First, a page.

This is more or less how a recent email conversation with a PR agency went for me:
Can I have payment for the post I published three days ago please?
Sure, send us an invoice with this reference on it, our payment terms are 60 days.
Ah, my payment terms are on publication. I’m pulling the post until we can resolve this.
I’d like to say at this point I was in the wrong. I should have agreed terms when I agreed a fee. Schoolboy error and it’s something I usually do but for various reasons didn’t in this instance. Equally I don’t think it was unreasonable (and not doing so is possibly illegal- see below) for the agency to let me know their terms at the outset.
Disappointingly the comments from the blogging fraternity haven’t been very supportive. Cutting your nose off to spite your face, doubt they’ll alter their policy to suit you, they can’t magically pay you any sooner, are pretty much the tone of replies to my post in a parenting FB group. The TDL;R of my original post being don’t forget to sort the payment terms when you agree a fee, not once you’ve done the work.
I usually do this and in the 7 odd years of blogging I’ve got under my belt, I’ve only come unstuck once or twice; one firm insisted on paying me a month after the end of the current month we were in, and that’s the example that sticks in my mind above all others. The suspicious part of me ponders on whether they hope the more disorganised bloggers may forget to chase payment a month or two down the line.
Perhaps it’s because I work in finance as my day job but I find this approach from bloggers odd and perhaps a bit depressing. I struggle to think across the majority of the businesses I deal with, a situation where the customer sets the credit terms rather than the supplier. It’s almost as if the blogger subconsciously think that they should be negotiate from a position of weakness.
I was even told that “When you do this sort of thing regularly and for a long time you’ll get to know that some companies do have a 60 day payment cycle as standard.” by someone who has been blogging for about half the time I have. I’m sure they didn’t mean it but their tone came across rather patronising. They also weren’t to know that I’m a hobby blogger and work in audit, so know a fair amount about how businesses work.
Generally I think the only time I come across payment terms significantly longer than 30 days is when the customer is overseas (particularly the Far East or South America, both of which have a culture of longer credit terms). I think it was the assumption that “some companies do have a 60 day payment cycle as standard” that got me though, as though it were an immutable truth that experienced bloggers should know and fatalistically accept.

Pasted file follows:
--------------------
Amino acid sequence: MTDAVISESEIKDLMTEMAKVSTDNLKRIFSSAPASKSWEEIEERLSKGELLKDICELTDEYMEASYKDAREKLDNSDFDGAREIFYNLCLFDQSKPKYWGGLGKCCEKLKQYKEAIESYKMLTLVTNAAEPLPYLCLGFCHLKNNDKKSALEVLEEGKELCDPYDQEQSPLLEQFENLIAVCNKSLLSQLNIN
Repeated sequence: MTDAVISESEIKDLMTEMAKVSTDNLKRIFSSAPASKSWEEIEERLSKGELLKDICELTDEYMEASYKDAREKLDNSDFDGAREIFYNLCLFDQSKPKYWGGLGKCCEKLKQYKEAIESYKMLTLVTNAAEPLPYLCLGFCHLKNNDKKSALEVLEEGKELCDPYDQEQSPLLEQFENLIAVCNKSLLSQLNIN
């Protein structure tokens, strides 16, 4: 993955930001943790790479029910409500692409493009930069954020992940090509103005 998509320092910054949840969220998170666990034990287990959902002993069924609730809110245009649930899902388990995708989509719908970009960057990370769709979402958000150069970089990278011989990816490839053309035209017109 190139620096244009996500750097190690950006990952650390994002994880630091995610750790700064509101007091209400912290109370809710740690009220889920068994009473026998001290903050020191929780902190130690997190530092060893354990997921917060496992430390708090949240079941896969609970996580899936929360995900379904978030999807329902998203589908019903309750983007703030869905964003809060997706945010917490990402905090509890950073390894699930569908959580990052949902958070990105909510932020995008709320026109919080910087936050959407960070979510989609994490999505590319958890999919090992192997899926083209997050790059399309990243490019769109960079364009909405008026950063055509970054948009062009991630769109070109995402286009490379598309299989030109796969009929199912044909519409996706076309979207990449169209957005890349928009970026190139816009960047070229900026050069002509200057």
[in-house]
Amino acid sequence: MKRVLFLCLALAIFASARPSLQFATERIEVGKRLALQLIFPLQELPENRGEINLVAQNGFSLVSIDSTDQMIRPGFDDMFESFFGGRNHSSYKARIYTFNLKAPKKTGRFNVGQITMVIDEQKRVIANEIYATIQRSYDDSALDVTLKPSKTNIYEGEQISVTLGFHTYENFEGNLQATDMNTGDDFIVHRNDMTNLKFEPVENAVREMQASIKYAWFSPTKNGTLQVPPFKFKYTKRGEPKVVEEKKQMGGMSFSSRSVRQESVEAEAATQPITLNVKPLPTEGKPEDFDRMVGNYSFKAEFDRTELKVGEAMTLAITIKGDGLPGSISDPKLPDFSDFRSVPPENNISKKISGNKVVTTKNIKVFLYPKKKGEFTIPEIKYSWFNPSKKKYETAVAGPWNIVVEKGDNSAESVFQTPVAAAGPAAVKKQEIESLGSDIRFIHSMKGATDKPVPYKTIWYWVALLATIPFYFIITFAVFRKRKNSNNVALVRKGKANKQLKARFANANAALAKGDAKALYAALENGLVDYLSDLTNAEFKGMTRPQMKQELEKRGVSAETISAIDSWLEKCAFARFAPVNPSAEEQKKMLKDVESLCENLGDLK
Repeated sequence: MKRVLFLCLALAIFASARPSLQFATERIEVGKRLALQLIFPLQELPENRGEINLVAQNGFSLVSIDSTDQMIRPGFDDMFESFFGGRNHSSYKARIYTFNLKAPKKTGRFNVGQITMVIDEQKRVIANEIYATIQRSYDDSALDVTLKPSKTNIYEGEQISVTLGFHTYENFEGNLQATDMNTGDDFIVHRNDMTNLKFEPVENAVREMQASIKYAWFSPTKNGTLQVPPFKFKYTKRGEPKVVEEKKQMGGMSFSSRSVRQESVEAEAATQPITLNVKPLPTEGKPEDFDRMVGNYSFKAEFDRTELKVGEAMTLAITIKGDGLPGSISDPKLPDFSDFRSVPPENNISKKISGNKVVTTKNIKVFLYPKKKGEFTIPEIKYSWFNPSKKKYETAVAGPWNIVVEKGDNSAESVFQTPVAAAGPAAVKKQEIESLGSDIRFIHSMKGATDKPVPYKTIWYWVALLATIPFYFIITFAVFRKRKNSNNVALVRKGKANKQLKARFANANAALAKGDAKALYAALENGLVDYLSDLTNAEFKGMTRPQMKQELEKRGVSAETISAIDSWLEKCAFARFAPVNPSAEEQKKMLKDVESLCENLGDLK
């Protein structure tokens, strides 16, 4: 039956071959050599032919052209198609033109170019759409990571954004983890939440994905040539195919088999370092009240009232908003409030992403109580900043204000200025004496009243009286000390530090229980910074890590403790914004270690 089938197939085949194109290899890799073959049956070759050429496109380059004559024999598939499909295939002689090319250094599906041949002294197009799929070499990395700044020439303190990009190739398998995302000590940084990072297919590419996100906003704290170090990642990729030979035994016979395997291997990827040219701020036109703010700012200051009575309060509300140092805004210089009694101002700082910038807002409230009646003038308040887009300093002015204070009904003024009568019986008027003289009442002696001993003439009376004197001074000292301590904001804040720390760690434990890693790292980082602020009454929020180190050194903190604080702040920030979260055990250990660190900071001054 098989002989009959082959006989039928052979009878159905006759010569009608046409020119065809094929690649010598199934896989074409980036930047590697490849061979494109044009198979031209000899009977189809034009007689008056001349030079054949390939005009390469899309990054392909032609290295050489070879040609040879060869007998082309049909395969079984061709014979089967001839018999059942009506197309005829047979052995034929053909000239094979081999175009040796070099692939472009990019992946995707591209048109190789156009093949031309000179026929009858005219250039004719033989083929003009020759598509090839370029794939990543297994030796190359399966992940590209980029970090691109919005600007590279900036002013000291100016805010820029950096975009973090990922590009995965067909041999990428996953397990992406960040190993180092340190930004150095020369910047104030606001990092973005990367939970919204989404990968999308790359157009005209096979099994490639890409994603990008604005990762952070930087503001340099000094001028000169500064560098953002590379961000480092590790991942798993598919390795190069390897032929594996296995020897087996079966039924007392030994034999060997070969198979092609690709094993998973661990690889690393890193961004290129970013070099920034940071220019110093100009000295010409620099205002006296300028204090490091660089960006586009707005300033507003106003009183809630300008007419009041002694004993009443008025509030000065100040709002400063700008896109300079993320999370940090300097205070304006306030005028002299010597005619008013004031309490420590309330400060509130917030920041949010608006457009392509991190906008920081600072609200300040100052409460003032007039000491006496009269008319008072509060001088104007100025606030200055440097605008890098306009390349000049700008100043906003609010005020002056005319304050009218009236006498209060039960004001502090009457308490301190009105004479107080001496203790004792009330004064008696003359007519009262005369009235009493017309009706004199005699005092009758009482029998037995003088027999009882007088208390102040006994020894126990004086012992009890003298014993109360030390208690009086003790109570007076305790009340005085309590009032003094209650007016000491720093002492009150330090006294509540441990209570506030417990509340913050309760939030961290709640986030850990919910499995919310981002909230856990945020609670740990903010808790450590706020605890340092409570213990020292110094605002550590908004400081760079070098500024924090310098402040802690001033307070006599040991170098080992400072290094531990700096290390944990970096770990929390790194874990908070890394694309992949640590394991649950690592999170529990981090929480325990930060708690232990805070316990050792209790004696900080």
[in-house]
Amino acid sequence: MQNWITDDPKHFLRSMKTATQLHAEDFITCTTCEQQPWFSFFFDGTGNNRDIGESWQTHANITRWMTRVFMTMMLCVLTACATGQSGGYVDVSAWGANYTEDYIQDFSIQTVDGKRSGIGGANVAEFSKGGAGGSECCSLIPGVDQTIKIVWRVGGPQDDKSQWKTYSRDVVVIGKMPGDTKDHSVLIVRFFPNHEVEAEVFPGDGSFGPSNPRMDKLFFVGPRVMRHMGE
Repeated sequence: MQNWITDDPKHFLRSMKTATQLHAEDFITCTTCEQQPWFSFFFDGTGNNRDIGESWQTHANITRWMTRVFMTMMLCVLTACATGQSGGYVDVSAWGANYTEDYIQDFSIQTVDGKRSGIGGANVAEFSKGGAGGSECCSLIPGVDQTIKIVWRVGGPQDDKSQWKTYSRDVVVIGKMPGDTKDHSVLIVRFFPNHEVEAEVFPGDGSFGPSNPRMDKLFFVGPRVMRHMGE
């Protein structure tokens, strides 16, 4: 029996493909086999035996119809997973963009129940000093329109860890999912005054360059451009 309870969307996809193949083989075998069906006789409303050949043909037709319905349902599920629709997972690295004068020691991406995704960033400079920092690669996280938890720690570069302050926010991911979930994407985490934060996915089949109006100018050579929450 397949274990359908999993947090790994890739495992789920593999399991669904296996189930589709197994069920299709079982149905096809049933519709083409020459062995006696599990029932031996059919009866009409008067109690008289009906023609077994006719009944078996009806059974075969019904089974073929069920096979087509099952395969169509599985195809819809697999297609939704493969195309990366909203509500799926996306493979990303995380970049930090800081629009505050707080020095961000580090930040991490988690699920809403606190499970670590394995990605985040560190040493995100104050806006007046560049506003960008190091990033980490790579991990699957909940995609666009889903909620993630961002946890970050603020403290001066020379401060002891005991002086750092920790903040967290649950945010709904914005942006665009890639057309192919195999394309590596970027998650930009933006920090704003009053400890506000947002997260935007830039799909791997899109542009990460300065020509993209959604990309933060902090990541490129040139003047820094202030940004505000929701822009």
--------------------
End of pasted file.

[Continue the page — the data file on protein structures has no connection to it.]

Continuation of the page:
Plenty of customers pay late and end up having to be chased endlessly, and chasing agencies for payment for blogging campaigns is often no different, but by and large the credit terms are set by the organisation or individual providing the goods or service. Yes, there are exceptions and those are usually the big businesses that can do so from a position of power: M&S can dictate when they pay their suppliers, Sainsbury can, Tesco can, and John Lewis can.
Heck, those organisations can usually dictate the price they want to pay and get their supplier to pay to store the stock until they want it too. That’s unusual though, and there is not such an imbalance between an agency and a blogger, although too many bloggers seem keen to assume there is.
Interesting, while looking at Gov legislation on the right to charge an admin fee and late payment interest on overdue invoices, I came across this:
I do not work in the commercial sector, so don’t have practical hands on experience of credit control and invoicing in a large organisation, but to my eye that suggests that if no term is agreed, the law takes it to be 30 days. It’s a rebuttable presumption; that is payment terms are taken as 30 days unless explicitly agreed otherwise.
Now in this instance where I was told that payment terms were 60 days when I came to invoice, after I had provided the service, it’s a little murky where this stands legally but from a best practice point of view, it wasn’t a great approach by any stretch of the imagination.
I’m pleased that my strong arm approach saw the credit terms reduced to 30- it’s longer than I normally accept (payment on publication is what I try to aim for but often it’s up to a week afterwards) but I’m willing to accept it in this instance because I didn’t do the ground work up front. I must also admit that I didn’t really pull the post in an attempt to get paid sooner; I lost my temper and made a self righteous stand- assuming that I’d lose the fee for taking what I felt was a stand on a matter of principle. So I’m glad the agency was more pragmatic than I was in that sense.
Lesson learnt for me, and bloggers, for goodness sake consider at least starting off with the assumption that you’re negotiating from a position of strength!